Properly Perfected Assignment of Rents:  Rents Not Part of Bankruptcy Estate

The United States Court of Appeals for the Sixth Circuit (which includes Michigan) has held that, if a creditor has properly perfected an assignment of rents prior to the filing of a bankruptcy case, the rents are not property of the estate.

In Town Center Flats, LLC v ECP Commercial II LLC (In re Town Center Flats), the debtor owned a 53-unit residential apartment complex, which construction had been financed through a mortgage and assignment of rents.  Rents from the tenants were the debtor’s only source of income.

The debtor defaulted on its obligation under the loan and the creditor properly perfected the assignment of rents by notifying the tenants and recording a notice with the register of deeds.  The debtor then filed a Chapter 11 bankruptcy.

The creditor filed a motion to prohibit use of the rents collected after the filing.  The debtor opposed the motion, claiming that the rents were cash collateral and pointing out that, without the rents, it had no income to fund a plan of reorganization.  The bankrupcty court agreed and entered an order allowing use of the rents.  The creditor appealed, arguing that, due to the perfection of the assignment of rents, the rents no longer belonged to the debtor and were not part of the bankruptcy estate.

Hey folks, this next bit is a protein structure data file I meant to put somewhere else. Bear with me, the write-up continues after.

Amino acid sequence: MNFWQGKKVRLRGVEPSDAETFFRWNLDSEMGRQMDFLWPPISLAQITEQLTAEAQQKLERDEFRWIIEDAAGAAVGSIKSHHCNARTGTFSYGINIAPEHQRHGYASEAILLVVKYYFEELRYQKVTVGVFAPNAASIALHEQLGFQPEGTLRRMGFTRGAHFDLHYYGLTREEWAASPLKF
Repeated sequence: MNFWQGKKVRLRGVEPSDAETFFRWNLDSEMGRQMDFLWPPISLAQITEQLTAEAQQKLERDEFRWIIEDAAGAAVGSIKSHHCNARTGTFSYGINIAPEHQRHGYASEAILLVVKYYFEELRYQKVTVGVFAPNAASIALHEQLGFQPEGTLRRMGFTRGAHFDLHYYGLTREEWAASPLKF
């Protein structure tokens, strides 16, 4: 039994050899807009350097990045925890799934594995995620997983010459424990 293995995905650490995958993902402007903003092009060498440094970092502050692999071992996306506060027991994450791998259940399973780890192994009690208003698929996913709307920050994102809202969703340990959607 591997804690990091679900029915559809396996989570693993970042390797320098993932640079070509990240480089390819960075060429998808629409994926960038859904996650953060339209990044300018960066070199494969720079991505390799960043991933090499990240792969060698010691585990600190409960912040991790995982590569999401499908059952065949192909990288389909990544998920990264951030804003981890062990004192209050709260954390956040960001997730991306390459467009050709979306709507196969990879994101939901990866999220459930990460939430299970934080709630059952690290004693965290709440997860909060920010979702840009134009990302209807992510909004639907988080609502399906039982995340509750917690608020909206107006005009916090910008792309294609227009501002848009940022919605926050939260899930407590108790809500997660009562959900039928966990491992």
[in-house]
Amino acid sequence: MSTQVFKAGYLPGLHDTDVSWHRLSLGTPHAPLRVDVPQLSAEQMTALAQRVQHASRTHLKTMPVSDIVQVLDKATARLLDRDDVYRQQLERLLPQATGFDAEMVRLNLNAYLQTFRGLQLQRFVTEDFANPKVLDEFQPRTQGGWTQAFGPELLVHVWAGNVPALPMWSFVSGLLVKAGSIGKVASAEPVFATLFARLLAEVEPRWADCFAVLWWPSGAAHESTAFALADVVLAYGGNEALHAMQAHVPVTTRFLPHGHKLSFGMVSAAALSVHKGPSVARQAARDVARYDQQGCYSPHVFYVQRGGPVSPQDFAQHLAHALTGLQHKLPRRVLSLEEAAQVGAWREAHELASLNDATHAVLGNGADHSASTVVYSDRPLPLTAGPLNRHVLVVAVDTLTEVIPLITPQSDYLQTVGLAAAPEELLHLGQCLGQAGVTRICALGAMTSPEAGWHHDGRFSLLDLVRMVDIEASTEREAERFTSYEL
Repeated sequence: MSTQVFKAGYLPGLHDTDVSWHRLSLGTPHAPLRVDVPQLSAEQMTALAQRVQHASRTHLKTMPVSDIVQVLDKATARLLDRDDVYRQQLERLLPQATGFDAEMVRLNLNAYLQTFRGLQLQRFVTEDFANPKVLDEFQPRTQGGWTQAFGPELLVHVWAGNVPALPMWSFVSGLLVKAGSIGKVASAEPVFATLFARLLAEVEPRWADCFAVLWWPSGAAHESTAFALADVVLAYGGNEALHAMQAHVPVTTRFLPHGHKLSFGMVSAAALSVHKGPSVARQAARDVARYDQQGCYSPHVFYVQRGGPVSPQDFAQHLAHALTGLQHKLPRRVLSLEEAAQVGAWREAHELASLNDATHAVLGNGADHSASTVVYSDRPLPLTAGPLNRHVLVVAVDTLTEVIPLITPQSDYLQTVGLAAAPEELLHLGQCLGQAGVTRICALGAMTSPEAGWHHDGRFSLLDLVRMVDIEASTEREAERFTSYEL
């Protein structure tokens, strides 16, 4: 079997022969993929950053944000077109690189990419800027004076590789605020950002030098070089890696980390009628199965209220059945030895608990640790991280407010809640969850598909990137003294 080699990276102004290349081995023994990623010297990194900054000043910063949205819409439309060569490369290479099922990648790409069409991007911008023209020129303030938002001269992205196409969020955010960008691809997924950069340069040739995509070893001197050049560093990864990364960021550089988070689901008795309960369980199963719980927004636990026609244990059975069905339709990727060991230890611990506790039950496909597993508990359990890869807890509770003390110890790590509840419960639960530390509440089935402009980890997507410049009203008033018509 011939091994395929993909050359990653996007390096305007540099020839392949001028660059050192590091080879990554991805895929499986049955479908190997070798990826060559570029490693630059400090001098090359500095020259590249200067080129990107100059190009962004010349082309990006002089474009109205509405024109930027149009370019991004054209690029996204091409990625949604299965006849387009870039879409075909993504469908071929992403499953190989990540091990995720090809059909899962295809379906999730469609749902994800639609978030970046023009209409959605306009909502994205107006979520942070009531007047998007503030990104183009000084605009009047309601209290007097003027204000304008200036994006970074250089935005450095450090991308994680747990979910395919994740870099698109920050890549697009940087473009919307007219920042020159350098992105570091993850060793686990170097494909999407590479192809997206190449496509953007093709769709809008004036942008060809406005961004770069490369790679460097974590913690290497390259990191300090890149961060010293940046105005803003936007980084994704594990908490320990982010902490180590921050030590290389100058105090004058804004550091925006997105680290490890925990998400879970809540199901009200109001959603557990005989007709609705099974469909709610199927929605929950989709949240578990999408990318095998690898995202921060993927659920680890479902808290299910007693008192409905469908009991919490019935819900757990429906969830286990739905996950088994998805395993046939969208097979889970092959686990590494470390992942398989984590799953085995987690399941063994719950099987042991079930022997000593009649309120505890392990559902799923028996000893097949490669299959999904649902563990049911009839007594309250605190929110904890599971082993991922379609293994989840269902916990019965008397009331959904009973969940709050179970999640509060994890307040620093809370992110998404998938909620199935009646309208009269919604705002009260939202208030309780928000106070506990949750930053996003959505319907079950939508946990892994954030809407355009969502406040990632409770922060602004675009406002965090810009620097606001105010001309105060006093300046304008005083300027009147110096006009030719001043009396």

The district court agreed and vacated the bankruptcy court’s decision.  The debtor appealed to the Sixth Circuit Court of Appeals, which affirmed.

Applying Michigan law, the court held that once the assignment of rents had been perfected, the debtor “no longer had an interest in the rents,” citing Otis Elevator v Mid-America Realty Investors, 522 NW2d 732 (Mich. Ct. App 1994).

The court noted that excluding assigned rents from the bankruptcy estate in a single-asset real estate case such as this one would effectively foreclose Chapter 11 relief from these kinds of debtors, but held that Michigan law is clear on the matter.

© Steve Sowell 2017